appears. Whatever goodwill there is, (and I believe among the lower orders there is a great deal) is taken no advantage of." These opinions, expressed not long after Sir John had entered Spain, he did not find any reason to retract afterwards: as will fully appear from the following narrative.

After the most important events in the peninsula, of the summer of 1808, namely, the surrender of Dupont, the flight of Joseph Buonaparte from Madrid, and the convention of Cintra, the French army retired from Madrid, and repassed the Ebro. Their force in this direction consisted of about 50,000 men, concentrated in Navarre and Biscay. They had besides, garrisons in Barcelo na, Figueras, and other fortresses, amounting to above 15,000 more. In these positions they quietly waited for reinforcements which were on their march, as was announced from time to time by every foreign journal. By the 1st of November, the French Army on the Ebro was reinforced to the amount of 113,000. men. The Spaniards never had, at one time, more than 60, or 70,000 in arms. It was evident that the Spaniards must be defeated. Yet the probability, or even the possibility of this did not seem to enter at all into the contemplation of the British minister for the war department, when he gave orders that the different corps of British troops should form a junction at Burgos.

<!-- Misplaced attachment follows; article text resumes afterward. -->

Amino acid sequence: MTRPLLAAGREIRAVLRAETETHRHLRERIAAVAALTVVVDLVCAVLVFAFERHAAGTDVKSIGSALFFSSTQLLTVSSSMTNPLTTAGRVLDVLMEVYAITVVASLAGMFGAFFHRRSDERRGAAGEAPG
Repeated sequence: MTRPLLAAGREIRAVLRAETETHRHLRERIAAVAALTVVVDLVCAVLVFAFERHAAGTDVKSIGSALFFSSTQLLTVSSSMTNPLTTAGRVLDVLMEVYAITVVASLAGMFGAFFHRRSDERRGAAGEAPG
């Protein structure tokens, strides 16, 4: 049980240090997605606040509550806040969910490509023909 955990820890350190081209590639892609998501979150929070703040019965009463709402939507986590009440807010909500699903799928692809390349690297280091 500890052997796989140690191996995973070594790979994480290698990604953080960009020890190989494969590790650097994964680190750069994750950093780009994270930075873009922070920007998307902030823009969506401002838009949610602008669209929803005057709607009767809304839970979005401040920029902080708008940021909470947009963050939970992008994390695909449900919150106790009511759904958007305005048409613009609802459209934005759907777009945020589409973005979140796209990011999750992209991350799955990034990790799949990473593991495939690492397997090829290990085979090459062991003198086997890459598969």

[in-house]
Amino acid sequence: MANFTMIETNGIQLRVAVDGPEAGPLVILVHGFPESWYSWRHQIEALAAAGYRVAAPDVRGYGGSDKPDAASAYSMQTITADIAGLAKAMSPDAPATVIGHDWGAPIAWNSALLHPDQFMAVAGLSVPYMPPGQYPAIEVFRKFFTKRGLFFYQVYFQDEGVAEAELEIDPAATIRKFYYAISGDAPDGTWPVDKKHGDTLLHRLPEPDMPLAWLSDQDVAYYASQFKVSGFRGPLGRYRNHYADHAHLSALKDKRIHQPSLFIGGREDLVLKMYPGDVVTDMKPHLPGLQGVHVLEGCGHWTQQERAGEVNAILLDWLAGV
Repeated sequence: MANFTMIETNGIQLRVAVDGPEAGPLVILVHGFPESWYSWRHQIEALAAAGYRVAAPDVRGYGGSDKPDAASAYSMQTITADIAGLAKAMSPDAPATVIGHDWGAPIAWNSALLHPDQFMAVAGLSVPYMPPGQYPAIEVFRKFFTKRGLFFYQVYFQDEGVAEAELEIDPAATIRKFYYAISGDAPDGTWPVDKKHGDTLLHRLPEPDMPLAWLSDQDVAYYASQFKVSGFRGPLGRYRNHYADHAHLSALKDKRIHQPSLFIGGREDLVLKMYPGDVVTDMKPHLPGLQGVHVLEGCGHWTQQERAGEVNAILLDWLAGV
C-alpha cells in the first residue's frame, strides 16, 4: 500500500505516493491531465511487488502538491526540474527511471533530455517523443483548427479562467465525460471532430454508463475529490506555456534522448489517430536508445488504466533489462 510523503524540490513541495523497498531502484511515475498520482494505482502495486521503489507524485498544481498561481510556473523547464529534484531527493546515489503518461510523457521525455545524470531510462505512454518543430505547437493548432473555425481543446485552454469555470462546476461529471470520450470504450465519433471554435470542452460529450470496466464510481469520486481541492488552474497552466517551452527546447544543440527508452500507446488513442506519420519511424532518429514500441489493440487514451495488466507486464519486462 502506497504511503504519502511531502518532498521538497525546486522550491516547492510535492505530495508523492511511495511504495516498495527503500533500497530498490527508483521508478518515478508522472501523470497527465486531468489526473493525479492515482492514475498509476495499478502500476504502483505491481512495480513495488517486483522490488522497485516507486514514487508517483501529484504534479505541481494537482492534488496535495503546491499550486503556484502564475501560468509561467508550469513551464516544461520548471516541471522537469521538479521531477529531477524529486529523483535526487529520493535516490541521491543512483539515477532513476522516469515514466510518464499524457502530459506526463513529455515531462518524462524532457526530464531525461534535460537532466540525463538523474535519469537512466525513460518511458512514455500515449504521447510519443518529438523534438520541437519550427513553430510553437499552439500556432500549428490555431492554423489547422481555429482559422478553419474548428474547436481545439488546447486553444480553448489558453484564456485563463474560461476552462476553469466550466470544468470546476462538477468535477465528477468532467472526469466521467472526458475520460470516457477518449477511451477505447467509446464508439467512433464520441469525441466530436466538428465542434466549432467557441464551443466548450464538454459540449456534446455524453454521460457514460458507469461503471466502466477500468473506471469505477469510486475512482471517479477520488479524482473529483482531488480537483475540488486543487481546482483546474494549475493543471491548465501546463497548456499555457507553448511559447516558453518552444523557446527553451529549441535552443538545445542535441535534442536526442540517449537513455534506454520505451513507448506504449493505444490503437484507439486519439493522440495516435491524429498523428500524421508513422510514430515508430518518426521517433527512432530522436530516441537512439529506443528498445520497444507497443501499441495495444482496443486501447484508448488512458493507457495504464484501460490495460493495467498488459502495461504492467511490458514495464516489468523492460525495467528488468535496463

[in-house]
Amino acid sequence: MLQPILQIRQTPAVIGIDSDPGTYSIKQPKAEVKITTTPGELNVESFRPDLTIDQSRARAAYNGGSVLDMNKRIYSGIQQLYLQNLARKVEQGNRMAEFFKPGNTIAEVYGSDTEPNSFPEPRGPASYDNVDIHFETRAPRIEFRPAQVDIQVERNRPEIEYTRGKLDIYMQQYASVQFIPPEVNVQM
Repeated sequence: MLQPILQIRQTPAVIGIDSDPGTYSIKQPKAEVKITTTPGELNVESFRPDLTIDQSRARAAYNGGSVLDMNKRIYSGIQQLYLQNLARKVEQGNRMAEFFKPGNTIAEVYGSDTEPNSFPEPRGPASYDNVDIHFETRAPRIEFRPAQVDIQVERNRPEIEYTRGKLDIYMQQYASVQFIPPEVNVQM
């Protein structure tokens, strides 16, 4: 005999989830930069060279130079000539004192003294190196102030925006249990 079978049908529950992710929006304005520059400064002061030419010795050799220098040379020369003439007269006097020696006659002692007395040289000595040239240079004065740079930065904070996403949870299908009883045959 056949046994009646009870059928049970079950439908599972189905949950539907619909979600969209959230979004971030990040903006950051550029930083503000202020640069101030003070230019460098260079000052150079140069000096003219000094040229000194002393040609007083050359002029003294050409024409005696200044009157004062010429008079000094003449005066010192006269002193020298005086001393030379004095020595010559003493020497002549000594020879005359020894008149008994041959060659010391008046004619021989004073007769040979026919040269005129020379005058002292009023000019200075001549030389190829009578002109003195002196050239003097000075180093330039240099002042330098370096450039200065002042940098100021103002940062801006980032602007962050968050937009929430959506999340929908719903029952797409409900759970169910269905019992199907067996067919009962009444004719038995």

While the French rested in their cantonments behind the Ebro, expecting reinforcements and survey. ing at their ease the unconnected movements of the Spaniards, the Spanish and English newspapers B 2


were full of the enthusiastic patriotism of the Spaniards. All ranks, they reported, and ages had taken up arms, were eager to rush upon their enemies, and determined to die rather than submit to a treacherous, cruel, and impious invader. Such also was the spirit of the proclamations published by the Provincial Juntas. So prevalent at this time was the conviction of the universal enthusiasm of the Spaniards, in the British cabinet, that in a memorial transmitted for the information of Sir John Moore, by the British secretary of state, it was stated, that the French armies could not enter the defiles of Asturias without exposing themselves to be destroyed even by the armed peasants. In the month of September it was considered as most probable, that the Spaniards alone would soon drive the French out of the Peninsula.-Lord William Bentinck was directed to make enquiries respecting the intentions of the Spanish government on the expulsion of the French. And directions were given, under particular circumstances, to urge the invasion, with a combined British army, of the South of France. Such was the flattering picture presented to the view of Sir John Moore, before he commenced his march, and was enabled to judge for himself.